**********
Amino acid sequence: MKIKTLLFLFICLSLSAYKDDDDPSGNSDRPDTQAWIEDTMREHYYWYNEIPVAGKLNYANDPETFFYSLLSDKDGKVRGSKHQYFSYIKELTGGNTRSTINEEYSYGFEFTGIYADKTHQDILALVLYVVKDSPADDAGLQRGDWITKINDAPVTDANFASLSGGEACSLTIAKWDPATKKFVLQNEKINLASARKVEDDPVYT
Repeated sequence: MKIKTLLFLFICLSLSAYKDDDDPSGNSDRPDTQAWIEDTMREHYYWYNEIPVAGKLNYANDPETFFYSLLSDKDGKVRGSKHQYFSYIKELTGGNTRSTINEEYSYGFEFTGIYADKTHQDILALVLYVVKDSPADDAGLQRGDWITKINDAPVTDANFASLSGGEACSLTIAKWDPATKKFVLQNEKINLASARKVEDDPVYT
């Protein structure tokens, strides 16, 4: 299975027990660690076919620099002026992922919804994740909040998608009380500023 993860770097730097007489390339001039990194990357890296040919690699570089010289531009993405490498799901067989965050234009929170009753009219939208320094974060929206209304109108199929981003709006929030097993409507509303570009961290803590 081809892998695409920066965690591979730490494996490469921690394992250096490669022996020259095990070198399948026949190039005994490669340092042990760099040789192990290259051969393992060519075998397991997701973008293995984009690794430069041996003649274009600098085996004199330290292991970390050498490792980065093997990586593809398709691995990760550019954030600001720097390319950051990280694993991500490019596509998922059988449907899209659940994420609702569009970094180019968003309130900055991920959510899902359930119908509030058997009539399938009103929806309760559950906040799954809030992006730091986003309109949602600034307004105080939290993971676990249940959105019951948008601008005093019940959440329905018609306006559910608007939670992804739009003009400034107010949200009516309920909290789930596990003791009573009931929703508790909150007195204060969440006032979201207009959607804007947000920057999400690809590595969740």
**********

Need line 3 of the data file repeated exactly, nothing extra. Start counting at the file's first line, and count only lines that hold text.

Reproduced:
């Protein structure tokens, strides 16, 4: 299975027990660690076919620099002026992922919804994740909040998608009380500023 993860770097730097007489390339001039990194990357890296040919690699570089010289531009993405490498799901067989965050234009929170009753009219939208320094974060929206209304109108199929981003709006929030097993409507509303570009961290803590 081809892998695409920066965690591979730490494996490469921690394992250096490669022996020259095990070198399948026949190039005994490669340092042990760099040789192990290259051969393992060519075998397991997701973008293995984009690794430069041996003649274009600098085996004199330290292991970390050498490792980065093997990586593809398709691995990760550019954030600001720097390319950051990280694993991500490019596509998922059988449907899209659940994420609702569009970094180019968003309130900055991920959510899902359930119908509030058997009539399938009103929806309760559950906040799954809030992006730091986003309109949602600034307004105080939290993971676990249940959105019951948008601008005093019940959440329905018609306006559910608007939670992804739009003009400034107010949200009516309920909290789930596990003791009573009931929703508790909150007195204060969440006032979201207009959607804007947000920057999400690809590595969740």